Here, we’ve compiled a list of the best Mark Foster Quotes. Let’s look at these pieces of wisdom. We definitely have something to learn from them!
I don’t consider myself an entertainer. I consider myself an artist, and I think with that comes responsibility.
L.A. gives me a lot. L.A. is a city of extremes. People come here from all over the world that have these, like, giant ideas, and they put everything into it. And some people just fall flat on their face, and some people, you know, shoot like a rocket.
I love countermelodies, I love hooks and melodies that stick in your head. If I could put 20 melodies in a song and they would all work together, I would.
I’m really into the recycling of art. That one piece of art inspires another piece of art, which inspires another piece of art. I really like that idea.
I love exploring music.
It’s funny: the one time I got star-struck was when I met Snoop Dogg. I gave him a hug and said, ‘I love you, man.’
Fear just crushes creativity, and if I let fear into the studio and into the songwriting, I was going to let it kill the artist inside of me.
I think that there’s a difference between being an entertainer and being an artist.
I’ve written hundreds of songs, and I tend to think that my instincts are pretty good when it comes to what people are going to like and what people aren’t going to like.
I was rambunctious – a boy’s boy, full of energy. I wasn’t a bad kid. I just liked to talk.
I experienced bullying a lot. I was an only child, and I was kind of a small kid with a big mouth, and so I always got myself in trouble.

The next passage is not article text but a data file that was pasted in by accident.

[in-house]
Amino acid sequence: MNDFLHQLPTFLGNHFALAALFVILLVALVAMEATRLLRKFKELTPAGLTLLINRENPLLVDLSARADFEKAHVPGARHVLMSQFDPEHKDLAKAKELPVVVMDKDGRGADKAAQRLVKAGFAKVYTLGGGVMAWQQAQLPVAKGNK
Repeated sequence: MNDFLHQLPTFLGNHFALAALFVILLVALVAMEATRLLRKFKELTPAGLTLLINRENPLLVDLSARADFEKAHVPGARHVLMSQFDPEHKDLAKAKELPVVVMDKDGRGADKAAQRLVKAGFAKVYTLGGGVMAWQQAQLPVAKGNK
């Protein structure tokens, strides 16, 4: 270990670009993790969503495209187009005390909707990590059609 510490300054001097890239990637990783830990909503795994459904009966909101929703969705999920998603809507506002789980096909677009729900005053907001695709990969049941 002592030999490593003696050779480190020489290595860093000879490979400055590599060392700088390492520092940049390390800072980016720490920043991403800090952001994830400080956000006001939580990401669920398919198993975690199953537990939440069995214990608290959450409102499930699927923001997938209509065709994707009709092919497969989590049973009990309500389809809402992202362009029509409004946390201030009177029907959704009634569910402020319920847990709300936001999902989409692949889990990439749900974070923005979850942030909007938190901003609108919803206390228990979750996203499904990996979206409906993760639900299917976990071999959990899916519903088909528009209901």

We’re not trying to be a mega-pop-band, but we also wouldn’t be opposed to selling millions of records, either.
Arcade Fire has kept their indie cred. They will sell out stadiums yet still have underdog status. But when you’re a band like Coldplay, people are waiting to knock you down.
‘Supermodel’ was a hard record for me; it was an emotional record to write. I was purging a lot of stuff with that album, and I think the one thing I didn’t really consider, that I’d be supporting it for two years and living in that state of mind every night.
I wrote ‘Pumped Up Kicks’ when I began to read about the growing trend in teenage mental illness. I wanted to understand the psychology behind it because it was foreign to me.
I like to write about real-life topics, and I like to write about different walks of life.
One thing about Foster the People is that it’s taking pieces of a lot of different genres of music and kind of melding them together.
I want to make music for everyone. I’m not trying to start a super exclusive group. I don’t want a clique of people where you have to wear a certain type of clothes to come to our shows, or you have to be the ages of this and this.
I feel like my calling is to show people joy: to make them feel like there’s something to look forward to.
During ‘Torches,’ I was more concerned with communicating the spirit of the song than the actual lyrics.
I didn’t want to be a soul singer.
Foster the People wouldn’t exist without Mophonics.
If I was 13 years old and Kurt Cobain tweeted me some advice or even just said hi, my whole world would be affected by that.
‘I Get Around’ came on one day. I’d never heard the Beach Boys before. The sound was so fresh to me. That was the first time when I truly was gripped by the power of music. It opened my eyes to the heights that music can achieve.
I look at bands like the Beach Boys, Hall & Oates and Blur, and those are the bands I want to be in company with because their songwriting is intelligent, and yet you don’t need to be a musical genius to pick it up.
I was an only child, so I was alone a lot.